Among the proposals was the 'Permissive Action Links', or PALS, a technology integrated into nuclear weapons to force any potential user to enter an authorization code before the weapon can be armed. But while many nuclear experts in the federal government favored offering the PALS system because they considered Pakistan’s arsenal among the world’s most vulnerable to terrorist groups, some administration officials feared that sharing this technology with an already unstable Pakistan military establishment, could pose counter productive and even dangerous to US national security. But there are new and more advanced technologies available to safeguard the Pakistan nukes these days. Some of these are kept top secret under all circumstances.

Although precise details are classified, some information indicates that the system hinges on what is essentially a switch inserted into the firing circuit, requiring the would-be user to enter a secret numeric code that starts a timer for the weapon’s arming process and its ultimate detonation. While most switches already disable themselves if the sequence of numbers entered turns out to be incorrect, a newly installed link sets off a small explosion in the warhead rendering it unserviceable. The very design of this sophisticated system is what worries the Pakistanis most: if US special agents will bury the link deep inside the weapon system, this would, in fact enable Washington full round-the-clock supervision of Pakistan's nuclear network.
But matters are far from simple. "We cannot say with absolute certainty that we know where the Pakistani weapons all are located," said a former U.S. intelligence official who closely tracked the security upgrades. Therefore, experts warn that any attempt by the United States to seize the weapons to prevent their loss, "could become extremely messy".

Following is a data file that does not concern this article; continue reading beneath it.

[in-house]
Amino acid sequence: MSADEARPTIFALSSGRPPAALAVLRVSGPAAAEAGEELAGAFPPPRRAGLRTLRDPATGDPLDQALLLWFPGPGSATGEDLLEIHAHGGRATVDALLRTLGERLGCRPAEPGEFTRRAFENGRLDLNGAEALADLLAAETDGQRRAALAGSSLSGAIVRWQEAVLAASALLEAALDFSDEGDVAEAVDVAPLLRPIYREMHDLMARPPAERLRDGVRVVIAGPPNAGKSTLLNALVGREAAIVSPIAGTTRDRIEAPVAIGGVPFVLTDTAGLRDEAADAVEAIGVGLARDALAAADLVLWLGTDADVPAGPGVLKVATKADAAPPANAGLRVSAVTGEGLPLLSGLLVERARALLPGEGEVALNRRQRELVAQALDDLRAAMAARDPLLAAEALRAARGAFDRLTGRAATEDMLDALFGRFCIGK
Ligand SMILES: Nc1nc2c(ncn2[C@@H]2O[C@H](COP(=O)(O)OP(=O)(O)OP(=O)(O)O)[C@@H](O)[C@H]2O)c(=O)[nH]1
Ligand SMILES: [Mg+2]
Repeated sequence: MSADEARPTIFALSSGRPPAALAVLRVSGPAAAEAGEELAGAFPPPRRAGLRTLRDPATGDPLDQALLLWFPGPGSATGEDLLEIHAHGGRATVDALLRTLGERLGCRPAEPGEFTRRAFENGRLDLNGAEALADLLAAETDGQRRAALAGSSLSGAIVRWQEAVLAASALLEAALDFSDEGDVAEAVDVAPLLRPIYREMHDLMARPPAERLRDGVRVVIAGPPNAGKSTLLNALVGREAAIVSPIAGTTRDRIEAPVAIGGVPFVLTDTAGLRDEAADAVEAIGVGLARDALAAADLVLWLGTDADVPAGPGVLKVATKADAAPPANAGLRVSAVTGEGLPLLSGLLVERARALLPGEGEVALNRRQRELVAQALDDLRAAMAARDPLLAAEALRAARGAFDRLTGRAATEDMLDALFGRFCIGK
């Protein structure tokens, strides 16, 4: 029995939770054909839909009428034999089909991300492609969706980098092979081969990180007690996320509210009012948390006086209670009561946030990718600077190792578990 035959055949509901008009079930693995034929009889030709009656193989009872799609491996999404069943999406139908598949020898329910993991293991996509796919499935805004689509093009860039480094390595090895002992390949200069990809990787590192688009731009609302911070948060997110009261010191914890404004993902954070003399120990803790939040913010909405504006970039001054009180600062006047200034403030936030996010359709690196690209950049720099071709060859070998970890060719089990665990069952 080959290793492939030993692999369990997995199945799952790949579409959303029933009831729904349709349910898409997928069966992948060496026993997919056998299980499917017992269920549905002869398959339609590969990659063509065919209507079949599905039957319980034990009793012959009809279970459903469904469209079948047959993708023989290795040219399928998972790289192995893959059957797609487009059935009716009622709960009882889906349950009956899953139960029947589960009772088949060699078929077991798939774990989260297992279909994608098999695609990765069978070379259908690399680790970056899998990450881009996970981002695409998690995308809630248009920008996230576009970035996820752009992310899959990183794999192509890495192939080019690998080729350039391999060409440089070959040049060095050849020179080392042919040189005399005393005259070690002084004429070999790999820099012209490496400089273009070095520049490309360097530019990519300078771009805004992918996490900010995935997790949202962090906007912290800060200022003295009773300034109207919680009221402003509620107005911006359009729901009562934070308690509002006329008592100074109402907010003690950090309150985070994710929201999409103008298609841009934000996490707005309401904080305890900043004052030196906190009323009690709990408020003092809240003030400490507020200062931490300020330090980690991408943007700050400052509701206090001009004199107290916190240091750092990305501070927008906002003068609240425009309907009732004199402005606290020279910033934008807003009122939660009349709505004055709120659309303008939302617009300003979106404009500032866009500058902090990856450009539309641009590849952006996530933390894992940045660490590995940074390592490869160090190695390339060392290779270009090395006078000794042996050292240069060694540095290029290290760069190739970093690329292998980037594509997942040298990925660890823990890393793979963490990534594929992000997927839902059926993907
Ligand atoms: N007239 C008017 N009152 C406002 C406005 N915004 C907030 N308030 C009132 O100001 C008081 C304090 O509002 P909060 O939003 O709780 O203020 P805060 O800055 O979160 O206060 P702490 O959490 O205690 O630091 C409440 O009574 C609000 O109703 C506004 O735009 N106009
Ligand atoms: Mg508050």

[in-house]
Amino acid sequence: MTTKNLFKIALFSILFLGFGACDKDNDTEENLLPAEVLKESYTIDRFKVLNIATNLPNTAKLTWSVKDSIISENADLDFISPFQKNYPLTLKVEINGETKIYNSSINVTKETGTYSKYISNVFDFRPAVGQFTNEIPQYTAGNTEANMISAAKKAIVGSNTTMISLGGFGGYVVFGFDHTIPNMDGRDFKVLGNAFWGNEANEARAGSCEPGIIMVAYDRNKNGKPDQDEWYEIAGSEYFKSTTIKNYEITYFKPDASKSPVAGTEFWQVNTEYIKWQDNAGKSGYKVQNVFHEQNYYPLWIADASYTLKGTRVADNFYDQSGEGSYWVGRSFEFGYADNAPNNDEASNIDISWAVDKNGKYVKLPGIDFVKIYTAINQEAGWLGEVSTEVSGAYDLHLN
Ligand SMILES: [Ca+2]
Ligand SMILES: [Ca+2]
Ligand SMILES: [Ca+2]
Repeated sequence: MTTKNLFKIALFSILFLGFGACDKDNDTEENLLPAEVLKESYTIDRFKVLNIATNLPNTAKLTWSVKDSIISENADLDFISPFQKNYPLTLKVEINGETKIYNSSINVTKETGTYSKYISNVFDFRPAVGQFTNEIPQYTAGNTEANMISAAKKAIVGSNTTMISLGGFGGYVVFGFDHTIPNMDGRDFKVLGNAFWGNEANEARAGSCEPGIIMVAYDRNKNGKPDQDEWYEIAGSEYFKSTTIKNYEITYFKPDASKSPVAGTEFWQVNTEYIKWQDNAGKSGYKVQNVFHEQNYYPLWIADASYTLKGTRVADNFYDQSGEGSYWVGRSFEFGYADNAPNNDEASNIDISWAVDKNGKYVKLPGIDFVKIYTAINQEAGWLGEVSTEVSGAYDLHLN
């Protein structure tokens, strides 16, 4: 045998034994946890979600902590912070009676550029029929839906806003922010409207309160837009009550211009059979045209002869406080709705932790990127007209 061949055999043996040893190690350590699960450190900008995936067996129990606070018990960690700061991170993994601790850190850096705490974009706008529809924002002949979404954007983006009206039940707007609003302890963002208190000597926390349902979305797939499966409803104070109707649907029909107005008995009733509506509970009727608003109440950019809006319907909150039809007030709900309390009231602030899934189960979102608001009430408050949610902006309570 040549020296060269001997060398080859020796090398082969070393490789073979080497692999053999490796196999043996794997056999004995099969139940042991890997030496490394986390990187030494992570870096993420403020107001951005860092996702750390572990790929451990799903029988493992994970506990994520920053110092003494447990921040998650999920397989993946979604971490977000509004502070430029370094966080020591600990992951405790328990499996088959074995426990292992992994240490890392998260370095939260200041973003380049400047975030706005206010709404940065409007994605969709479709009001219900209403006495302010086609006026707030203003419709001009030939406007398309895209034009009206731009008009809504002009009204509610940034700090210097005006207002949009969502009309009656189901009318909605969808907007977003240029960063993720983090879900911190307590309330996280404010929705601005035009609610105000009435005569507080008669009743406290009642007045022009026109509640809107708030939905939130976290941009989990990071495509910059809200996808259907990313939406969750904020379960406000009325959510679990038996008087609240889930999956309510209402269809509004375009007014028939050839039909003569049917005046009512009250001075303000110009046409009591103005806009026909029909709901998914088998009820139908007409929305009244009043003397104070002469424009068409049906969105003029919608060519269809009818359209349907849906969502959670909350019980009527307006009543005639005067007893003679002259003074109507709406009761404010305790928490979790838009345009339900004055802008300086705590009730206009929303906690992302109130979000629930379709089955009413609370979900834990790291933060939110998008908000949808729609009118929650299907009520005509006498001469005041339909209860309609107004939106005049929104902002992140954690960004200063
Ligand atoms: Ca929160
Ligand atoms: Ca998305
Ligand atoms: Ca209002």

Nevertheless, as long as the Musharraf administration is in control, US intelligence officials believe that Pakistan's nuclear stockpile is relatively safe. But they worry that its security could be weakened if the current turmoil persists or even escalates further into totally uncontrolled chaos. US military officials are particularly concerned by early signs of fragmented loyalties among senior Pakistan's military and intelligence leaders, who currently share responsibility for protecting the arsenal.

Reports circulating in Washington mention that early 2008, US Special Forces are expected to vastly expand their presence in Pakistan, as part of an effort to train and support indigenous counter-insurgency forces and clandestine counter-terrorism units in an effort to guard the sensitive nuclear sites. It may be, as usual as happens in this volatile region, too little and too late. Moreover, if the US military is planning to seize the nuclear weapons sites in an emergency, their fate could be much worse than in Operation "Eagle Claw", the abortive Iran rescue mission in April 1980, which ended in total disaster.

One matter is crystal clear: Al Qaeda's quest in gaining access to, at least some of Pakistan's "Islamic nuclear" arsenal, under these stringent circumstances must be taken very seriously. A thought that a stateless terrorist organization will possess nuclear weapons can become the ultimate nightmare to all free nations. Only determined and wise statesmanship can avert such a doomsday prophesy before it materializes. But is there such a leadership in sight during 2008?